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At this stage the route runs alongside the river Arda, following it closely from Zubiri until reaching the doors of Pamplona. After the two previous demanding routes, this day is a welcome break and time to enjoy the journey to Santiago. For the first time the Camino stops in a big city: Pamplona. Among other things it is famed for being the world capital of festivity.

The Stage (20 kilometres)

After crossing the bridge, Puente de Rabia to the left side onto the bank of the river Arga, the pilgrim soon comes to a small ledge next to an urban area. There is tiny square with a fountain offering fresh water to the pilgrims. The path continues downhill, on this occasion along a narrow and irregular path, although not as steep as previous ones. After a stretch on the road (there is not much traffic, however extra caution should be taken), a great monstrosity can be seen and heard. The Magna company which has been exploiting the rich deposits of magnetite from the area. Some neighbours complain about pollution, while for other families it is the main source of income. Controversy aside, the attack on the Camino of Santiago is unquestionable. Besides the noise, smell and being visual ugly, in certain areas along the route pedestrians are required to wear a helmet.

After the chaos peace is returned. Along the riverbank of Arga, in the shelter of a line of beech trees that follow the route to the tiny villages of Illaratz and Eskirotz.

Larrasoaña and Irotz

Small stretches of cement; dirt tracks, paving stones and gravel, along the banks of Arga take pilgrims to the gates of Larrasoaña. The Camino of Santiago does not actually go through Larrasoaña as it lies at the other side of the river. However, it is worth crossing the Los Bandidos bridge (The Bandits bridge), (which according to chronicles from that era, was once a focal point for all kinds of criminals and delinquents in the XIV century), to have a quiet and safe stroll in this traditional pilgrim area.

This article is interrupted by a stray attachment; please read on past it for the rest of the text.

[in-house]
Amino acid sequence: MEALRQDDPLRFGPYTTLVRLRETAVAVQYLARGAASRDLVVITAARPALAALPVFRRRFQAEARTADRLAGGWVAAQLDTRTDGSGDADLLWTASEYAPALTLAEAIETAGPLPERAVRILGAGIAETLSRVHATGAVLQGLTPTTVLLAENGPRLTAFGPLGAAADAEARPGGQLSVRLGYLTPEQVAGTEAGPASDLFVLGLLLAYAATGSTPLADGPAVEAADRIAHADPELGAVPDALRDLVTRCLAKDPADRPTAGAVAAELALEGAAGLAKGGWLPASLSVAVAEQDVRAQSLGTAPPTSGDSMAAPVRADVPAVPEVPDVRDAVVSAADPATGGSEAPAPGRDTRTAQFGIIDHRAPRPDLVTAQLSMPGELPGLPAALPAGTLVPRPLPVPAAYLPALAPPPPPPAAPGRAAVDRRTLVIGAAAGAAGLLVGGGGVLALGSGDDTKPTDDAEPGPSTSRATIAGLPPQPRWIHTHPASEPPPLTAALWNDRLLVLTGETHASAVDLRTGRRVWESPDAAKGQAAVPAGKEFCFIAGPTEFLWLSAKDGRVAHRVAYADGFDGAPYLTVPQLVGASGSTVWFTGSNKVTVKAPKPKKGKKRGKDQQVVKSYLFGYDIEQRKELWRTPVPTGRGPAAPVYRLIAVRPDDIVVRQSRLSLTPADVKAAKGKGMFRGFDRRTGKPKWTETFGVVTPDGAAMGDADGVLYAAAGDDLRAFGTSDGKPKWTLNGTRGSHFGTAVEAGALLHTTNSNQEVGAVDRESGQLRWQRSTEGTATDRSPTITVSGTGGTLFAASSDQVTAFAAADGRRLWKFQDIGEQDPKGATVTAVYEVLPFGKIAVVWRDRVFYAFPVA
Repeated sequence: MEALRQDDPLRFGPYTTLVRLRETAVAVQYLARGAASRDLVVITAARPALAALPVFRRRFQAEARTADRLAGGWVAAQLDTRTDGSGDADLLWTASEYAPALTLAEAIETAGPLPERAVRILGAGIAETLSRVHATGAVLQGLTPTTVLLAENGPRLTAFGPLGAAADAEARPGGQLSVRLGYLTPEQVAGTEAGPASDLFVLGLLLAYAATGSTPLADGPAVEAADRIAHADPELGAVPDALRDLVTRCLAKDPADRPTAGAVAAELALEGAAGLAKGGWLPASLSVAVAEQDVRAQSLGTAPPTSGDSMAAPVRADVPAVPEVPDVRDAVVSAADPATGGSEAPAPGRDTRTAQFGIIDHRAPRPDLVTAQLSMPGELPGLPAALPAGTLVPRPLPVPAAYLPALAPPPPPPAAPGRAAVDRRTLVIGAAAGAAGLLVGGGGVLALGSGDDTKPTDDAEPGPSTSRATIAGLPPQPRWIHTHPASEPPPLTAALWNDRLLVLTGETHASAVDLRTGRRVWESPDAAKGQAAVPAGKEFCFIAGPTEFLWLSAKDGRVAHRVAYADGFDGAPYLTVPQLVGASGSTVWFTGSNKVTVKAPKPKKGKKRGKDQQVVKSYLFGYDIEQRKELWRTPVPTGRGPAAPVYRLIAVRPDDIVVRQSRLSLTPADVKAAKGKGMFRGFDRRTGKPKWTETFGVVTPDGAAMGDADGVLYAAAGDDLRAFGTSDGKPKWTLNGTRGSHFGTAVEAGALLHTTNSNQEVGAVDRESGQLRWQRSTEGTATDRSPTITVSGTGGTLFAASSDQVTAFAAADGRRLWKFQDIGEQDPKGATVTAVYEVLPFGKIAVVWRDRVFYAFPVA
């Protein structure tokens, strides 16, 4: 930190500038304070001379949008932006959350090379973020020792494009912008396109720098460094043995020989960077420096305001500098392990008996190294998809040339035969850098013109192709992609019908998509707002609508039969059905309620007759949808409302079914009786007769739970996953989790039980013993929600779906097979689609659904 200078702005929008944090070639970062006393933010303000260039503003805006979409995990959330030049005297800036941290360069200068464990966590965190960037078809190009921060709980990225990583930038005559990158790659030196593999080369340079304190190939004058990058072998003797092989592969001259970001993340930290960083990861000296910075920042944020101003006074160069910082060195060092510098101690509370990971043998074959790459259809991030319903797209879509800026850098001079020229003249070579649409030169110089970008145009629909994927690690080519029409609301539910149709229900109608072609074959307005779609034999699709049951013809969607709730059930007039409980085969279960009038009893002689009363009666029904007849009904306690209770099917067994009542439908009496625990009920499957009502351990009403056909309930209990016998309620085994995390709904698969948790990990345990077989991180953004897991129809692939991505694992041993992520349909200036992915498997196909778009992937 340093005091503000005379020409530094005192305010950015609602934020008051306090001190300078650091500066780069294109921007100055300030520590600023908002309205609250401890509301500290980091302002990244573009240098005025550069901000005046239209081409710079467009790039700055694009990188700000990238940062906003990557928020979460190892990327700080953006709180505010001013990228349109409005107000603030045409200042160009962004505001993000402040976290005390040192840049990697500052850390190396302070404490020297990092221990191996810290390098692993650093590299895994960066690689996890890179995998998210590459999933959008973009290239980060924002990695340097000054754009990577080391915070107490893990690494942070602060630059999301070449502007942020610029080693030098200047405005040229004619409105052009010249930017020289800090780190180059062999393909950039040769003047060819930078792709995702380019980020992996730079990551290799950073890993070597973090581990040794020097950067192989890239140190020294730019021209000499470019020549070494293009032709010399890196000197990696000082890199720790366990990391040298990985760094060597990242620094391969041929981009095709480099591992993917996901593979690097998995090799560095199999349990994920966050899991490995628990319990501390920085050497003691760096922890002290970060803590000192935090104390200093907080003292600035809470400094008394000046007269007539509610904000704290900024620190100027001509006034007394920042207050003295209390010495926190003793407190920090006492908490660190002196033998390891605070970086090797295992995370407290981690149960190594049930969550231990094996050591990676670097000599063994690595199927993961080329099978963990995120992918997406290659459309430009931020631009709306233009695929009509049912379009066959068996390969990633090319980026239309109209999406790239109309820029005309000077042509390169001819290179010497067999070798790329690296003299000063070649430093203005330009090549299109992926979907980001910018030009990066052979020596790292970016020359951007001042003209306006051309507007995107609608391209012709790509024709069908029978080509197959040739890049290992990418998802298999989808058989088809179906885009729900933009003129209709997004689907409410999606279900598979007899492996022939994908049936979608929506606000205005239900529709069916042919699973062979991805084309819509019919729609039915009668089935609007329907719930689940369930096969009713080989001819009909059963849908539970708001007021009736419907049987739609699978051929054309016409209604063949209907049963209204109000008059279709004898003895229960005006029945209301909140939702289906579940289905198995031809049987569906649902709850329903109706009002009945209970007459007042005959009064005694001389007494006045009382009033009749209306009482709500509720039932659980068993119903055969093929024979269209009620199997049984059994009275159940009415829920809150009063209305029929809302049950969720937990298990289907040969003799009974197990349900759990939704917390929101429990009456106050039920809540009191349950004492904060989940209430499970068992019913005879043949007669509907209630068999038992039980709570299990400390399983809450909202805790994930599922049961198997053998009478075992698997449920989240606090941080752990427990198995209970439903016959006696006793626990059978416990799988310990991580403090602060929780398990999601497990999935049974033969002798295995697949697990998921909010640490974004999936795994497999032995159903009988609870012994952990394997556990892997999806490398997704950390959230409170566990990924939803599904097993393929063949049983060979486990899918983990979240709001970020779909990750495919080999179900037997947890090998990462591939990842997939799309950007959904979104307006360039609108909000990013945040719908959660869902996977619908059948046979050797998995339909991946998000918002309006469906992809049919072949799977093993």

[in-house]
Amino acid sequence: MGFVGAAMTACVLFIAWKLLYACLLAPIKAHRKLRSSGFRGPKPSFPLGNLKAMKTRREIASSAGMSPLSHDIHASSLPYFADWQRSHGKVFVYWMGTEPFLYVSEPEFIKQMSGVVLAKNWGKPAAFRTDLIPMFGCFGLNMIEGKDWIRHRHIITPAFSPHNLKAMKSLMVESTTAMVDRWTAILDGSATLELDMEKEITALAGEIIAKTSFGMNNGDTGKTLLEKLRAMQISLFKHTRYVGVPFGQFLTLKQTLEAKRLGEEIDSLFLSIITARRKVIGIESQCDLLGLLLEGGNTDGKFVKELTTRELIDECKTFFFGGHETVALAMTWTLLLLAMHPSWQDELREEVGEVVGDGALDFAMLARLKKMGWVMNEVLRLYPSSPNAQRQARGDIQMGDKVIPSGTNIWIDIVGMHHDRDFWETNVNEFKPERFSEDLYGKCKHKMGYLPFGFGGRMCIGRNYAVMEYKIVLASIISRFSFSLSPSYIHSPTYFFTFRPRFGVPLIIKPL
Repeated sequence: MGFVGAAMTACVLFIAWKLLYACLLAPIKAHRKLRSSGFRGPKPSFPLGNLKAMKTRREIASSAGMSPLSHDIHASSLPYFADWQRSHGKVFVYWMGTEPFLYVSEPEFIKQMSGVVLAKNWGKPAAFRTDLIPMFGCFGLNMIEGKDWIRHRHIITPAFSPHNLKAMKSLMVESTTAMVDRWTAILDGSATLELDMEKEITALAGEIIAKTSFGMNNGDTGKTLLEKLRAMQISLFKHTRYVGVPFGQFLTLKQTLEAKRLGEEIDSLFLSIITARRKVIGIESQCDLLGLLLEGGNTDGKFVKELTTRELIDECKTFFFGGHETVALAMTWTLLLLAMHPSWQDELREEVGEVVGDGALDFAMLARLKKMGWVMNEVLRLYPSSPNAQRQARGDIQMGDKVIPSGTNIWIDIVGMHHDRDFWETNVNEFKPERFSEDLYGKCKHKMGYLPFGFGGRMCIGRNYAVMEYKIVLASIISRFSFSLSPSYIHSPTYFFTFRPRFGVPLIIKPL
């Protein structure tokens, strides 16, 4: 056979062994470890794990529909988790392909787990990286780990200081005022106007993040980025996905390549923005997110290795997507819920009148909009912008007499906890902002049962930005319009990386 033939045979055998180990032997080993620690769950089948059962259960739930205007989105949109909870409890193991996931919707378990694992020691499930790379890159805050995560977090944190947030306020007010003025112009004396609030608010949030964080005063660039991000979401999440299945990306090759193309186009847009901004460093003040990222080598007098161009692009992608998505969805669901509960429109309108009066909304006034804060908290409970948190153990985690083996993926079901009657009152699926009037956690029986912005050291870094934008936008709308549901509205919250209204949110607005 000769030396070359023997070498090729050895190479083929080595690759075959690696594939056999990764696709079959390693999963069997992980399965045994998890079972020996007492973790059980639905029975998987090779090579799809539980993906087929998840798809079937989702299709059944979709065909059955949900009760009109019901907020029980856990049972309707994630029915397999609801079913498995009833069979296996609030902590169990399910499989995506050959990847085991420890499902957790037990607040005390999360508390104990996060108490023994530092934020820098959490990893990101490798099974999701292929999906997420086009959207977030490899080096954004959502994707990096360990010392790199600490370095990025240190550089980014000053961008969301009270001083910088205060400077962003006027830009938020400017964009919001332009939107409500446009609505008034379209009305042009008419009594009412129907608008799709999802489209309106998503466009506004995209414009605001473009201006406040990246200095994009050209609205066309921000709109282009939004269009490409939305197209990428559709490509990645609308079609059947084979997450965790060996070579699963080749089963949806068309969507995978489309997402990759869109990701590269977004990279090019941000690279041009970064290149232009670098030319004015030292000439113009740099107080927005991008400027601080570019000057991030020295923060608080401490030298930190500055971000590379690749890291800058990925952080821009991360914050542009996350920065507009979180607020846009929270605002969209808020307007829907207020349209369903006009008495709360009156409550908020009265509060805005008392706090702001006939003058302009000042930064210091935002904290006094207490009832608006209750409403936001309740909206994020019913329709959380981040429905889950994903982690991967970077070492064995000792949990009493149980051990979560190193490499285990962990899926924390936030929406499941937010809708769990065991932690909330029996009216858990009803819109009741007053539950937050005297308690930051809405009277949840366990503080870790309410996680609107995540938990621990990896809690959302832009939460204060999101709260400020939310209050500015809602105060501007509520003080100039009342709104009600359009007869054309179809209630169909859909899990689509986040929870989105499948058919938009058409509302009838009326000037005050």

On the way out of Larrasoaña you have to take a short climb up a gravel track to the hamlet of Akerreta, which has a lovely hotel. The exit path from this small hamlet can become a little slippery in the rain. From here, the route to Zuriain is completed through a forest, dominated by oak trees that line its waterfront path. Away from the protection of vegetation, an uncomfortable stretch on the (N135) road follows, now at the other side of the river before reaching Irotz, a small town where you find El Horno de Irotz, a popular restaurant with a sensational terrace. In its day, Irotz had a pilgrim hospital. The building remains standing as the church of San Pedro.

Through the bridge of Iturgaiz

In Irotz you cross once again to the other side of the river Arga via the Romanesque bridge of Iturgaiz. The next town along the pilgrim route is Zabaldika, which has a fantastic picnic area, although it has the drawback of being so close to the road. At this point the pilgrim has two possible routes to choose from. A comfortable walk along the riverside, leading to Huarte, a town that forms part of the outskirts of Pamplona. The other option is to continue the original Camino of Santiago you take this path directly from the picnic area. Both paths join together a few kilometres further along. For the traditional Santiago way, you pass through Arleta and travel down until reaching Trinidad del Arre, without doubt one of the most spectacular points in this stage. From Trinidad de Arre to Pamplona you pass through Villava, famous worldwide as the birthplace of the cyclist Miguel Indurán. Villava, although somewhat absorbed by Pamplona, has all the necessary amenities, including a hostel for pilgrims.

The neighbouring municipality of Burlada, the next place on route, is not lacking in services either. From here you reach the capital Navarra via the Romanesque bridge of Magdalena.

By bike



A comfortable route for cyclists, although, not at the start. Here it is possible to come across obstacles such as logs or branches. On arriving to Zabaldika you must choose between two possible routes. For cyclists the most comfortable passes through Huarte. However, any two-wheeled enthusiast should not miss out on the opportunity to visit Villava.

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